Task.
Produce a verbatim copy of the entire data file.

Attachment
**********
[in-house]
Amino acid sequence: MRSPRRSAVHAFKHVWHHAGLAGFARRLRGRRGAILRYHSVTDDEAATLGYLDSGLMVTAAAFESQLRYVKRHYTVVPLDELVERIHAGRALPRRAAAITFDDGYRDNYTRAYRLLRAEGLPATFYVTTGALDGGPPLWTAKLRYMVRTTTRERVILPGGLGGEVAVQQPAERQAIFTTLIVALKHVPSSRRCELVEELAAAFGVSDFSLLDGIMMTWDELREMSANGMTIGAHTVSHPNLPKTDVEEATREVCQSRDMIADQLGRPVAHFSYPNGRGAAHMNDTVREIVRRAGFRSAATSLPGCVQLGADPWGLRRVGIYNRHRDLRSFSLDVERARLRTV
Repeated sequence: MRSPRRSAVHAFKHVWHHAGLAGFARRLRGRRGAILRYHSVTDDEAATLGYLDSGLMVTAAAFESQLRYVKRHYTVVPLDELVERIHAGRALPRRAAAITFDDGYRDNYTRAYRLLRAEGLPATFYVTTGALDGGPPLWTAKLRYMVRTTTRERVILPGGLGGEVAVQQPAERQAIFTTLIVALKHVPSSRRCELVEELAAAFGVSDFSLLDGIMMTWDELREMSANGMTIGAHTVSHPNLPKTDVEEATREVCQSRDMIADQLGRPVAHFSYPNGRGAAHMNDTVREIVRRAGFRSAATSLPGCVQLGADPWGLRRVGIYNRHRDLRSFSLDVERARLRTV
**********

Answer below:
[in-house]
Amino acid sequence: MRSPRRSAVHAFKHVWHHAGLAGFARRLRGRRGAILRYHSVTDDEAATLGYLDSGLMVTAAAFESQLRYVKRHYTVVPLDELVERIHAGRALPRRAAAITFDDGYRDNYTRAYRLLRAEGLPATFYVTTGALDGGPPLWTAKLRYMVRTTTRERVILPGGLGGEVAVQQPAERQAIFTTLIVALKHVPSSRRCELVEELAAAFGVSDFSLLDGIMMTWDELREMSANGMTIGAHTVSHPNLPKTDVEEATREVCQSRDMIADQLGRPVAHFSYPNGRGAAHMNDTVREIVRRAGFRSAATSLPGCVQLGADPWGLRRVGIYNRHRDLRSFSLDVERARLRTV
Repeated sequence: MRSPRRSAVHAFKHVWHHAGLAGFARRLRGRRGAILRYHSVTDDEAATLGYLDSGLMVTAAAFESQLRYVKRHYTVVPLDELVERIHAGRALPRRAAAITFDDGYRDNYTRAYRLLRAEGLPATFYVTTGALDGGPPLWTAKLRYMVRTTTRERVILPGGLGGEVAVQQPAERQAIFTTLIVALKHVPSSRRCELVEELAAAFGVSDFSLLDGIMMTWDELREMSANGMTIGAHTVSHPNLPKTDVEEATREVCQSRDMIADQLGRPVAHFSYPNGRGAAHMNDTVREIVRRAGFRSAATSLPGCVQLGADPWGLRRVGIYNRHRDLRSFSLDVERARLRTV